22nd May 2017 | Dubai
By Didier Borowski, Research, Strategy and Analysis, Amundi Asset Management
Since March the hypothesis of an impeachment procedure against president Donald Trump has gained ground. The declarations from Diane Feinstein (well-known Democratic Senator) about Donald Trump on 21 March gave considerable credibility to this hypothesis: “We know he is breaking the law every day”(…) We have a lot of people looking into this. I think he’s going to get himself out (…) We’re working on a bill that would do that now … We’re working on a couple of bills that would deal with conflicts of interest.”
The recent events have clearly reinforced the willingness of Democrats to act.
Would GOP congressmen vote impeachment?
Not sure. The Congress was controlled by Democrats during the Watergate and by Republicans in 1998, when Bill Clinton was charged of perjury by the House of Representatives. Here is the difference: Republicans have today a comfortable majority in the House (55%, 20 deputies). And so far opinion polls still benefit to Trump. His approval rating, while more than 20 points below the historical average for first-term presidents, has remained stable so far (around 38%).
Moreover, keep in mind that impeachment does not mean expulsion from the office. Under the constitution, impeachment occurs in the House of Representatives if a simple majority approves the indictments previously approved in committee. Then impeachment goes to the Senate, where a two-thirds majority vote is necessary to remove the President from the office. Two presidents were impeached in US history. Johnson (1868) and Clinton (1998) were impeached in the House but were acquitted in the Senate and remained in office. The procedure took approximatively 3 months for Bill Clinton (note that Nixon was not formally impeached, as he resigned before the vote from the House). At this stage, Republicans would probably oppose an impeachment procedure in the House. Looking ahead, however, they could change their mind if Trump’s approval ratings fall.
What impact on financial markets?
Following the new revelations yesterday, US equities, Treasury yields and the USD all went down simultaneously, with contagion to other financial centers. However, while the political turmoil will clearly affect the policy-mix in the US, we believe that it is not a real game changer for markets.
- The probability of a big fiscal package passing Congress during the summer had already fallen(for other reasons) and there was nothing to expect before the autumn on the fiscal side. The ongoing investigation may slow (or even freeze) the negotiations between Congressmen on fiscal issues. Keep in mind that Trump has also promised some infrastructure spending. To do so, he must take on board some democrats (as his majority in Senate is too tight, 52 seats out of 100). Thus this political strategy (capturing some democrat votes with infrastructure spending) is now cast into doubt.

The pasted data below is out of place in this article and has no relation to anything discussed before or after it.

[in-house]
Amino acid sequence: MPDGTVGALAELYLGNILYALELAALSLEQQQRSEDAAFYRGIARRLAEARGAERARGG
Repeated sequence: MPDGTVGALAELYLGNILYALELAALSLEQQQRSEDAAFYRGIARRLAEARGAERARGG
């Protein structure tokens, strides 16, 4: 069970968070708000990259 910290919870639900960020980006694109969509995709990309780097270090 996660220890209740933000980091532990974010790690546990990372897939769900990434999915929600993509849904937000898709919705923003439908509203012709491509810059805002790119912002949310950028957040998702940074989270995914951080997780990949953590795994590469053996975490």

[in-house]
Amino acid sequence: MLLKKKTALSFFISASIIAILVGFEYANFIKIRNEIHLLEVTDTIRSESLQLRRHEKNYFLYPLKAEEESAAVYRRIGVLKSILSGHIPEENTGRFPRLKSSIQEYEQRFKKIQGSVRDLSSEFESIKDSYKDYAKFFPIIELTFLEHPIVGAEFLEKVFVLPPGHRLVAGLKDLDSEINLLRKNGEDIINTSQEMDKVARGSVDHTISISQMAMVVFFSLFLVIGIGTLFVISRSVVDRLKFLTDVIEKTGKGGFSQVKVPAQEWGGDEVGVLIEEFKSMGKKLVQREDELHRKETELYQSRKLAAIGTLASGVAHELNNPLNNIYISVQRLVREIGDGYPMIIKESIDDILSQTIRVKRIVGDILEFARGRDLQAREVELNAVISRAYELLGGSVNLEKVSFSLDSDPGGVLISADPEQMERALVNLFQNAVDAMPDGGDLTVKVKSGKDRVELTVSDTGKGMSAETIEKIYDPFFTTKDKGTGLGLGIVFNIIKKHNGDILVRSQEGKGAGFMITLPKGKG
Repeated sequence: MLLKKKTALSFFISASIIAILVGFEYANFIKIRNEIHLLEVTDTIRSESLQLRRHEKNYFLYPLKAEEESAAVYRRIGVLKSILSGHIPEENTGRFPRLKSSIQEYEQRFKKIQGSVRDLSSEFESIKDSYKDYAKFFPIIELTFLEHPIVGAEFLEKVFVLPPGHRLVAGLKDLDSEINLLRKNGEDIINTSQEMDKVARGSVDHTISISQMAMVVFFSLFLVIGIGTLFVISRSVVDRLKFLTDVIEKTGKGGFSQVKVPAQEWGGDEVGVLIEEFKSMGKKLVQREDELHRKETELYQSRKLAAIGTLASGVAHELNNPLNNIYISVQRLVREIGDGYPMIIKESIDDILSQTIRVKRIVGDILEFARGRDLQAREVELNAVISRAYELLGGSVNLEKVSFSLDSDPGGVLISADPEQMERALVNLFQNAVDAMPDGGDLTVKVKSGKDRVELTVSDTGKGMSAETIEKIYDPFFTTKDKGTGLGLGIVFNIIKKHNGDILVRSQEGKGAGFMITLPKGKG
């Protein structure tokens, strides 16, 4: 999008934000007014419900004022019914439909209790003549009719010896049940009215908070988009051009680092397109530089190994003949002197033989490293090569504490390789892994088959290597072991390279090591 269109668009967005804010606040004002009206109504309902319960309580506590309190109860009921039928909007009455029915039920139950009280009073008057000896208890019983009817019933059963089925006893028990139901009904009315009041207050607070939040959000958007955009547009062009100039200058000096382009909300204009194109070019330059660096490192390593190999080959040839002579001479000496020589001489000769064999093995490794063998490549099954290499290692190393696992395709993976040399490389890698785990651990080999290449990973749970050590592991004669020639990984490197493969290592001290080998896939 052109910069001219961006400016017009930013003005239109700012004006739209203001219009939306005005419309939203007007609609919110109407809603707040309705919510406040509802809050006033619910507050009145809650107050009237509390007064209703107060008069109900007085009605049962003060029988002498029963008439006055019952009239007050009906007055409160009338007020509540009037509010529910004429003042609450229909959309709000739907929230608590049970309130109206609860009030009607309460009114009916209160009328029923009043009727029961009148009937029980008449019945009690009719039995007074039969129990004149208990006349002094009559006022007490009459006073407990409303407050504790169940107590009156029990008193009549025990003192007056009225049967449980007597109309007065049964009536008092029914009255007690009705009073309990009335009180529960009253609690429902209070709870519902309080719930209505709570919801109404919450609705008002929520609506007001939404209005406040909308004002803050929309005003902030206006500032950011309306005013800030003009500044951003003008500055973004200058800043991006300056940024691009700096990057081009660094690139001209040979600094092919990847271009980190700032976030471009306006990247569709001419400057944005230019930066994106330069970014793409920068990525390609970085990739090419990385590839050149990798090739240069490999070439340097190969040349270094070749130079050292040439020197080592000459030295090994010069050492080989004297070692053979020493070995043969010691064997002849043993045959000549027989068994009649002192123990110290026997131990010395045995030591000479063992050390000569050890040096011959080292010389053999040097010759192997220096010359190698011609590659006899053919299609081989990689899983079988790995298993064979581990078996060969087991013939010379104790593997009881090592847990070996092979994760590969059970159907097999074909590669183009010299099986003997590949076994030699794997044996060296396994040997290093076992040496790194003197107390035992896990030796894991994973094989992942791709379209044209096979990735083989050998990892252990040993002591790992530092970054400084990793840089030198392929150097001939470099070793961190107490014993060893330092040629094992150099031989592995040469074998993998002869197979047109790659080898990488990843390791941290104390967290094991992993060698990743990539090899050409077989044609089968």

- In the absence of a fiscal support, the Fed would stay very cautious: the current cycle – that has started almost 8 years ago in the US – is fragile and core inflation has receded recently. We expect two more rate hikes at mostthis year (they are already priced in). The Fed would do less in case of a political crisis (impeachment procedure)
- Bond yields may drop somewhat in the short run(the Treasury market remains the ultimate safe haven)
- But as there is neither a recession nor a strong acceleration to come, we don’t expect a big move on Treasury yields. The biggest threat for the equity market (given stretched valuations), would have been a sudden spike in long-term bond yields and a significant upward shift in equilibrium rates. This threat has disappeared from the radar screens. Given the political turmoil, the low probability of a fiscal package and other structural aspects (in relation with secular stagnation, savings glut), we believe that Treasury yields are capped and may even decline further.
- That is negative for the US dollar in the short run (less from the Fed, potentially lower bond yields and less support than expected from fiscal policy)
- But that is not a game changer for markets, worldwide. In the “worst-case scenario” (impeachment procedure), Trump would be replaced by his vice president Mike Pence, and that could ultimately reassure investors. Monetary conditions – that are still accommodative – would become even more accommodative and sustain growth and equities. Subsequently, we believe that the jump in volatility that would result from an impeachment procedure would be short-lived.
- Against this backdrop, we expect eurozone equities to continue to benefit (1) from the ongoing cyclical recovery that has continuously strengthened since the beginning of the year and (2) from valuations that remain more attractive than in the US.